For many current car shoppers, new-vehicle prices are about as enjoyable as a sharp stick in the eye. All the reasons are well documented – supply disruptions, low inventory, new technology, higher interest rates, and automakers focused on high-earning buyers. With the average manufacturer’s suggested retail price (MSRP) now close to $50,000, finding big-ticket items was not difficult recently as our team cruised the 2023 Chicago Auto Show. Six-figure offerings were common – at least three were on the Jeep stand – and $75,000 pickup trucks were routine. All excellent vehicles, indeed, but the sticker shock was breathtaking.
This is the new-vehicle market right now, where affordability continues to be one of the greatest challenges facing vehicle buyers. How fast has the market changed? Quite fast, particularly for new-vehicle shoppers just entering the market again after, say, a three-to-five-year hiatus. The shift is remarkable.
To illustrate the point, the Cox Automotive Industry Insights team considered the market shift over the past five years. Their analysis focused on vehicles priced under $25,000 – generally regarded as affordable – and vehicles priced over $60,000, above the annual income of the average American. The team took a snapshot of total new-vehicle sales in December 2017 (1.6 million vehicles sold) and, five years on, December 2022 (1.3 million sold) and considered three key measures of the two groups (Under $25K and Over $60K): Number of models available at each price point, volume sold, and share of total sales.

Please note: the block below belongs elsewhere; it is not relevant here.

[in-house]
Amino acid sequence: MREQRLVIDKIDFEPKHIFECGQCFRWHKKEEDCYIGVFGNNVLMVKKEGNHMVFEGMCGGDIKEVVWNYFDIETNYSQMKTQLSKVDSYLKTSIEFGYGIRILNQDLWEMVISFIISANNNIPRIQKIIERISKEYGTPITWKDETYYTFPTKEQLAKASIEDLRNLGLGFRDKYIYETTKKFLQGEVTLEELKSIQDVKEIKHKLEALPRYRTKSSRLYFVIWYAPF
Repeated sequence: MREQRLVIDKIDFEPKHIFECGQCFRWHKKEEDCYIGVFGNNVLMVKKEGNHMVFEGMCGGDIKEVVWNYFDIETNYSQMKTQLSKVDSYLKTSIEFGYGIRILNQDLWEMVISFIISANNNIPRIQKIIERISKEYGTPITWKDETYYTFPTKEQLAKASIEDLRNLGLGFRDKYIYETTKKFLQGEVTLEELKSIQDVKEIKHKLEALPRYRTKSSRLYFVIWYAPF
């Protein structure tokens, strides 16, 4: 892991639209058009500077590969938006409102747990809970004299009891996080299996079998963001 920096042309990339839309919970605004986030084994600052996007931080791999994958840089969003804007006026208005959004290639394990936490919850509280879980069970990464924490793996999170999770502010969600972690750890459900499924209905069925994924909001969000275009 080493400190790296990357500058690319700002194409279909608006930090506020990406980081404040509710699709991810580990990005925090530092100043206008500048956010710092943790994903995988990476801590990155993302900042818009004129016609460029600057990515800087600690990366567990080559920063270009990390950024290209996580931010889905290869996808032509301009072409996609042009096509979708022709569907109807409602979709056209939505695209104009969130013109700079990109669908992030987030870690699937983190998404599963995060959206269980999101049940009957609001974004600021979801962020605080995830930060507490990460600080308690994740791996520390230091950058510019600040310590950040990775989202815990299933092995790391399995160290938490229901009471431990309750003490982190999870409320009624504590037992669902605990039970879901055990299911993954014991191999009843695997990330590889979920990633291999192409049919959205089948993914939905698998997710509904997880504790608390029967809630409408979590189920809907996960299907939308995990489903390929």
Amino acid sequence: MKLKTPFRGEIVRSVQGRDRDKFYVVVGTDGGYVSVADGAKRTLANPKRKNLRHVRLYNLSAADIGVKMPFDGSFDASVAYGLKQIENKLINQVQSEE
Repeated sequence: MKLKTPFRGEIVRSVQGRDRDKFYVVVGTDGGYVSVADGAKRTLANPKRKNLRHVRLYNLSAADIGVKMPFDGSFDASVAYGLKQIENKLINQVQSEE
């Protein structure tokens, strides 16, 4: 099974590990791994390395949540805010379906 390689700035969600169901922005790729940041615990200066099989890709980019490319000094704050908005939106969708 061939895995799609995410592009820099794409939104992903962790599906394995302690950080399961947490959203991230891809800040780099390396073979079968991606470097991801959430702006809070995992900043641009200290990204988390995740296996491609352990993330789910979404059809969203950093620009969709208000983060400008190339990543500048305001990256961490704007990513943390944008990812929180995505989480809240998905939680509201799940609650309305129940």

Market Shift in New-Vehicle Pricing Segments
As prices rise and high interest rates shut out many shoppers with low credit scores, the U.S. market is becoming a luxury market, i.e., a new vehicle is a luxury afforded only by wealthier buyers. In December 2017, there were 36 models with MSRPs below $25,000, and the under-$25K share accounted for nearly 13% of total new-vehicle sales. Sales volume was 204,593. In December 2022, there were only 10 models with MSRPs under $25K, and the share of sales plunged to under 4%. Volume for the under-$25K set dropped to 43,557. In December 2022, buyers with subprime credit scores accounted for only 5.2% of the market. In 2017, subprime buyers were 13.9%.
While the lower end of the market shrank in our measured timeframe, the bigger move was on the upside, as luxury brands took more share of the market and non-luxury brands made and sold more luxury-priced vehicles. In December 2022, more than 25% of the new vehicles sold had MSRPs over $60,000. There were 90 unique models in that category, with total sales of 323,368. Five years earlier, in December 2017, the share of vehicles priced $60K-plus was less than 8%. There were 61 models, with sales of 122,864.
According to the Cox Automotive/Moody’s Analytics Vehicle Affordability Index, new-vehicle affordability improved slightly in January, as new-vehicle prices moderated some and household incomes improved. Still, with more interest rate action on the horizon and a continued focus on high-end buyers, our analysts expect vehicle affordability to remain a top concern among vehicle buyers. Five years ago, the idea of a $110,995 Jeep might have been absurd. But in our current automotive market, that price point is becoming more routine and pushing industry ATPs higher and higher.